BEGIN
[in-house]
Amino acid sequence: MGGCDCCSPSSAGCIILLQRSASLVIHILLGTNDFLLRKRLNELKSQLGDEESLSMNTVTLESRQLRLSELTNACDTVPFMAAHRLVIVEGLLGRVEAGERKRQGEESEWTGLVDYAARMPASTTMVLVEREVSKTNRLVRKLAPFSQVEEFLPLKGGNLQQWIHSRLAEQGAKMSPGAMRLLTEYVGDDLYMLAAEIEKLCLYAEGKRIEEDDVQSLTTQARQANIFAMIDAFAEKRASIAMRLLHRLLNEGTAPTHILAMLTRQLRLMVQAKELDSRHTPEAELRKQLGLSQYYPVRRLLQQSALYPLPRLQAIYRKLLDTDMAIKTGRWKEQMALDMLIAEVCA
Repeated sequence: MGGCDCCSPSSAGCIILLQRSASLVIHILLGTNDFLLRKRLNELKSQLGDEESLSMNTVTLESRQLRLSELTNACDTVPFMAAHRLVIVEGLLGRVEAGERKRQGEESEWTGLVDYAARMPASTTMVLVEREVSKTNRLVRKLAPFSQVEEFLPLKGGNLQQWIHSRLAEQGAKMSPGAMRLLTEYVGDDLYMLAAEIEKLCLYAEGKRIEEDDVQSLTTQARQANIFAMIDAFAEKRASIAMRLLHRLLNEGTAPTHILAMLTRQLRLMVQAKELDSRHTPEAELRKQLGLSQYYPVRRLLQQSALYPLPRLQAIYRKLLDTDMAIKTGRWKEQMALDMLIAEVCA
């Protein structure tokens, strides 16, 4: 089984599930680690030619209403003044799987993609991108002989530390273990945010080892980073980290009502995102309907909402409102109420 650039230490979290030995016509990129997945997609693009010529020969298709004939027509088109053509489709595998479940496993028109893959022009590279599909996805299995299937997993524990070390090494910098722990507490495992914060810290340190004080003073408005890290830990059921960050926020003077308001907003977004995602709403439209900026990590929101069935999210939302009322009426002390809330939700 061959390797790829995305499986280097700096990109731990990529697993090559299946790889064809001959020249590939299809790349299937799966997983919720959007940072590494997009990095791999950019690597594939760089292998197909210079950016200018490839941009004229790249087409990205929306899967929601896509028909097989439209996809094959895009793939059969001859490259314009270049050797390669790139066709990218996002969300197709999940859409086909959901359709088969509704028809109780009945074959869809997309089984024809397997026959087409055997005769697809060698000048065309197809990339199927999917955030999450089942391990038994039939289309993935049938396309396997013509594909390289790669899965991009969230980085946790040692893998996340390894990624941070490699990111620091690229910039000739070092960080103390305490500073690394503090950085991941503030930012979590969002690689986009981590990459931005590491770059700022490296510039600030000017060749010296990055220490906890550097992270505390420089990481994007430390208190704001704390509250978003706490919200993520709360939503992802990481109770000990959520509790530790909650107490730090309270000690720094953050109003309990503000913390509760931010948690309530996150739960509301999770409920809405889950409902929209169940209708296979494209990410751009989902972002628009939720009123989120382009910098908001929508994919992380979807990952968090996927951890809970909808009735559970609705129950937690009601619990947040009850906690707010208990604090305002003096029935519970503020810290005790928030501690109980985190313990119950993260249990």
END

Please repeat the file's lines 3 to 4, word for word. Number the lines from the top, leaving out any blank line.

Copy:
Repeated sequence: MGGCDCCSPSSAGCIILLQRSASLVIHILLGTNDFLLRKRLNELKSQLGDEESLSMNTVTLESRQLRLSELTNACDTVPFMAAHRLVIVEGLLGRVEAGERKRQGEESEWTGLVDYAARMPASTTMVLVEREVSKTNRLVRKLAPFSQVEEFLPLKGGNLQQWIHSRLAEQGAKMSPGAMRLLTEYVGDDLYMLAAEIEKLCLYAEGKRIEEDDVQSLTTQARQANIFAMIDAFAEKRASIAMRLLHRLLNEGTAPTHILAMLTRQLRLMVQAKELDSRHTPEAELRKQLGLSQYYPVRRLLQQSALYPLPRLQAIYRKLLDTDMAIKTGRWKEQMALDMLIAEVCA
């Protein structure tokens, strides 16, 4: 089984599930680690030619209403003044799987993609991108002989530390273990945010080892980073980290009502995102309907909402409102109420 650039230490979290030995016509990129997945997609693009010529020969298709004939027509088109053509489709595998479940496993028109893959022009590279599909996805299995299937997993524990070390090494910098722990507490495992914060810290340190004080003073408005890290830990059921960050926020003077308001907003977004995602709403439209900026990590929101069935999210939302009322009426002390809330939700 061959390797790829995305499986280097700096990109731990990529697993090559299946790889064809001959020249590939299809790349299937799966997983919720959007940072590494997009990095791999950019690597594939760089292998197909210079950016200018490839941009004229790249087409990205929306899967929601896509028909097989439209996809094959895009793939059969001859490259314009270049050797390669790139066709990218996002969300197709999940859409086909959901359709088969509704028809109780009945074959869809997309089984024809397997026959087409055997005769697809060698000048065309197809990339199927999917955030999450089942391990038994039939289309993935049938396309396997013509594909390289790669899965991009969230980085946790040692893998996340390894990624941070490699990111620091690229910039000739070092960080103390305490500073690394503090950085991941503030930012979590969002690689986009981590990459931005590491770059700022490296510039600030000017060749010296990055220490906890550097992270505390420089990481994007430390208190704001704390509250978003706490919200993520709360939503992802990481109770000990959520509790530790909650107490730090309270000690720094953050109003309990503000913390509760931010948690309530996150739960509301999770409920809405889950409902929209169940209708296979494209990410751009989902972002628009939720009123989120382009910098908001929508994919992380979807990952968090996927951890809970909808009735559970609705129950937690009601619990947040009850906690707010208990604090305002003096029935519970503020810290005790928030501690109980985190313990119950993260249990």